Tag Archives: san andreas

Ripping the desert apart: Stunning images show Ridgecrest earthquakes shattering the ground

The 2019 Ridgecrest earthquakes struck California on the 4th and 5th of July, with magnitudes of 6.4, 5.4, and 7.1, respectively. Millions felt the shaking, and even more were frightened by a potentially devastating earthquake. Now, satellite images show just how powerful the earthquake was.

Before-and-after satellite images show rock displacement following the 7.1 magnitude earthquake. Image credits: Sotiris Valkaniotis / Google Earth / Digital Globe.

California is pierced by the San Andreas fault, which extends roughly 1,200 kilometers (750 mi). The fault poses great seismic threat, with many seismologists suspecting that the fault is overdue for a major earthquake.

The Ridgecrest earthquakes should also be understood in the context of the San Andreas fault. Although the earthquakes caused relatively minor damage, the effects were felt across much of Southern California, as well as Arizona and Nevada, and even Mexico. It’s estimated that some 30 million people experienced the main shock.

However, the desert satellite images help convey the full power of the earthquake.

A long scar produced along a geological fault in the aftermath of the Ridgecrest earthquake of July 5. The dark stain is water leaking from a pipeline that had ruptured. Image credits: Sotiris Valkaniotis / Google Earth / DigitalGlobe.

A geological fault is essentially a crack in the Earth’s crust. Typically, major faults are associated with, Earth’s tectonic plates, but smaller faults emerge all around the world. In an active fault, the two sides of the fault tend to move relative to each other over time — this movement can cause earthquakes.

A fault on the scale of San Andreas isn’t neatly carved through California. It produces many other faults that slice up in ribbons. These secondary faults can be ruptured by earthquakes, causing further temblors. When this happens, the effects can be severe.

Note the displacement on the two sides of the fault. Image credits: Sotiris Valkaniotis / Google Earth / DigitalGlobe.

These images are among the best of their kind. For starters, the earthquakes occurred in the desert, where displacements can be followed with relative ease. There’s no vegetation and nothing to obscure the geologists’ (or the satellites’) eyes.

“I like to think about the desert as an unpainted canvas,” said Ken Hudnut at the US Geological Survey. “And the earthquake tore a big rip through the desert canvas.”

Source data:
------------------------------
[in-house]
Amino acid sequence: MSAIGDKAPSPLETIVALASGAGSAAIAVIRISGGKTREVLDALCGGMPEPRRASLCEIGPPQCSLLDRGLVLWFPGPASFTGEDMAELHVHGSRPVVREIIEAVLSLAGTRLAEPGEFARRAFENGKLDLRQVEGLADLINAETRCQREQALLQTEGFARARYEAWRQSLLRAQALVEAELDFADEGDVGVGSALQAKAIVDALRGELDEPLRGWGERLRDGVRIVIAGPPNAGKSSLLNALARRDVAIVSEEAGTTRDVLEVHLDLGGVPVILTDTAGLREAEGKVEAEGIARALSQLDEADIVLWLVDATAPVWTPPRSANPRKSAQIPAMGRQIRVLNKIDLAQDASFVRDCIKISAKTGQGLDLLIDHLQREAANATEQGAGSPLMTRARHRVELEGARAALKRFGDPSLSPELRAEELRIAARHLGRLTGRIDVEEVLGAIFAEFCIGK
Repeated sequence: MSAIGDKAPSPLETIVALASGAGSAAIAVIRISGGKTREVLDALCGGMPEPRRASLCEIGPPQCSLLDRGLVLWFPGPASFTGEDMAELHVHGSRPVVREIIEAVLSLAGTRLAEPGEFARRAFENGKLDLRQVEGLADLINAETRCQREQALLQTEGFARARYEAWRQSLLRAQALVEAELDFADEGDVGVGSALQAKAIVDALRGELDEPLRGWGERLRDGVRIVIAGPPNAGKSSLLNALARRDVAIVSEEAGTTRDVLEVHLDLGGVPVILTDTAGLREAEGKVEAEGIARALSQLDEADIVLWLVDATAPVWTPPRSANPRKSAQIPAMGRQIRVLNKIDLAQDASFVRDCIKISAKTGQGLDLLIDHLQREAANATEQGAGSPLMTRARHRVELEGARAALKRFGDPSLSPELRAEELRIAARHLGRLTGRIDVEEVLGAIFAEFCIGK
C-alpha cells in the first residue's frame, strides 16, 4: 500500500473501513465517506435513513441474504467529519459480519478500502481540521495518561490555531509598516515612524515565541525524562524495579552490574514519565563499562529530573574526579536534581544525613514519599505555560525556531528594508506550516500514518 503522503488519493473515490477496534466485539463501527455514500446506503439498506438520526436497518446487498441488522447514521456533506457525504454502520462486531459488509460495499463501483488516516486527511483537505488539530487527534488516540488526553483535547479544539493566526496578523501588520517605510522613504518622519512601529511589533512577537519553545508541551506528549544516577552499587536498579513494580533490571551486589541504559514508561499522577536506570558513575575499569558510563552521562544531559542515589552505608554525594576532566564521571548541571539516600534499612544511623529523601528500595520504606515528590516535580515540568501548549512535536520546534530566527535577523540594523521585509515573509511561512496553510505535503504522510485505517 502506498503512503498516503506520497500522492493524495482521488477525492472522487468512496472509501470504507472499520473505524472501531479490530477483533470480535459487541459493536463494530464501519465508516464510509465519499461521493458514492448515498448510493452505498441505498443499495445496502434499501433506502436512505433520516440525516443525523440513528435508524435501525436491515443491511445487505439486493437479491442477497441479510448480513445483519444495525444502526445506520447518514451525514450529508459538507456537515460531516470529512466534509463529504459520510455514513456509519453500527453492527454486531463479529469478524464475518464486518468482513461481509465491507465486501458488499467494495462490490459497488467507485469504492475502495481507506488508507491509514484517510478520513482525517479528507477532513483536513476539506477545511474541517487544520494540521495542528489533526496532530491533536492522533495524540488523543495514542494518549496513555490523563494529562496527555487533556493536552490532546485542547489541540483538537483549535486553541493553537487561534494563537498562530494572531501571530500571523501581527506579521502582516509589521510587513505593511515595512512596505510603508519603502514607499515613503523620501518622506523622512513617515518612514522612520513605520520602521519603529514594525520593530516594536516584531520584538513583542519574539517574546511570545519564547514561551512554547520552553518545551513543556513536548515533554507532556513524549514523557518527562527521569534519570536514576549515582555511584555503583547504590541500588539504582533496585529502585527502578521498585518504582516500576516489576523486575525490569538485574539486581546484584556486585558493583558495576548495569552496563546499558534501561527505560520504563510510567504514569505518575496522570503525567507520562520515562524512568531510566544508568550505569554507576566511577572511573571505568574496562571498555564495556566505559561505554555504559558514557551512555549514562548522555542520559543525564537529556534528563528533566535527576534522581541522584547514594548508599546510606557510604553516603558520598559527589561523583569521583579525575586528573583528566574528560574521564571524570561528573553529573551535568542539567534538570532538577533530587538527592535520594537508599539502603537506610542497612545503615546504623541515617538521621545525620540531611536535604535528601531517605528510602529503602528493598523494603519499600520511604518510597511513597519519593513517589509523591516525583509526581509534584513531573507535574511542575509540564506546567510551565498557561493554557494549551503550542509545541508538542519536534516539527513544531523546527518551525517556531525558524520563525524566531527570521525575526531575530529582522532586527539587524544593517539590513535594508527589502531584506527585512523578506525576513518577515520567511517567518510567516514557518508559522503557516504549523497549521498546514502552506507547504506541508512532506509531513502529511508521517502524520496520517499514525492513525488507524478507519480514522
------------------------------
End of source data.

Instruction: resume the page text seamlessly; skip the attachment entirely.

These stunning visual effects have been produced using openly available satellite imagery from Google Earth and DigitalGlobe by earthquake geologist Sotiris Valkaniotis, who is based in Greece. It should be said that while the earthquake and faults are the main cause of the displacement, other causes such as landslides or liquefaction can also cause displacement.

Scientists zoom in on likely site of next San Andreas earthquake

In 1905, the small town of Salton, along with nearby tribal lands, suffered an unfortunate fate: it was completely flooded. Swollen with heavy rainfall and snowmelt, the Colorado River surged into a dry lake bed along California’s San Andreas Fault, submerging Salton and the surrounding area. But this flood did more than cover up a small town — it covered up a key, seismically active stretch of the San Andreas Fault, hiding its volatility away from human eyes.

Houses covered by the Salton Sea.

More than a century after these floods, Utah State University geologist Susanne Jänecke began hypothesizing about the location of this fault zone. Although it was obscured by water and sediment, Jänecke took on the painstaking task of documenting the area through a careful geological and geophysical analysis.

Her work, along with USU colleague Jim Evans, Patricia Persaud of Louisiana State University, Dan Markowski and Miles Kenney of California’s Kenney GeoScience, ultimately paid off.

They found that the faulted structure extends way beyond the currently known path of the San Andreas fault, and seems very volatile indeed — meaning it’s a very possible nucleus for a potential earthquake. Furthermore, because the area is so heavily folded and unstable, any earthquake in the area could trigger a cascade of dangerous aftershocks. Because the San Andreas area is already overdue for an earthquake, there’s a valid reason for concern.

Map showing the faults and uplifting late Cenozoic basin fill (gray) of southeastern California. Image Credits: Jänecke et al. and Lithosphere.

“We now have critical evidence about the possible nucleation site of the next major earthquake on the San Andreas Fault,” says Jänecke, professor in USU’s Department of Geology. “That possible nucleation site was thought to be a small area near Bombay Beach, California, but our work suggests there may be an additional, longer ‘fuse’ south of the Durmid Ladder within the 37-mile-long Brawley Seismic zone.”

However, there’s also some good news: even though this earthquake could come in at any moment, the newly discovered area lies farther away from the most populated areas. Also, while the heavily folded structures could trigger a flurry of smaller earthquakes, it could also act like a buffer.

“Fortunately, the northern continuation of the newly identified East Shoreline strand of the San Andreas Fault is farther away from major population centers than we first thought,” Jänecke says. “The fault lies along the eastern edge of Coachella Valley. In addition, the broken rock throughout the ladder structure could damped ground-shaking associated with the next large earthquake.”

Seismologists have repeatedly warned that the San Andreas area may soon be hit by a massive earthquake in the near future.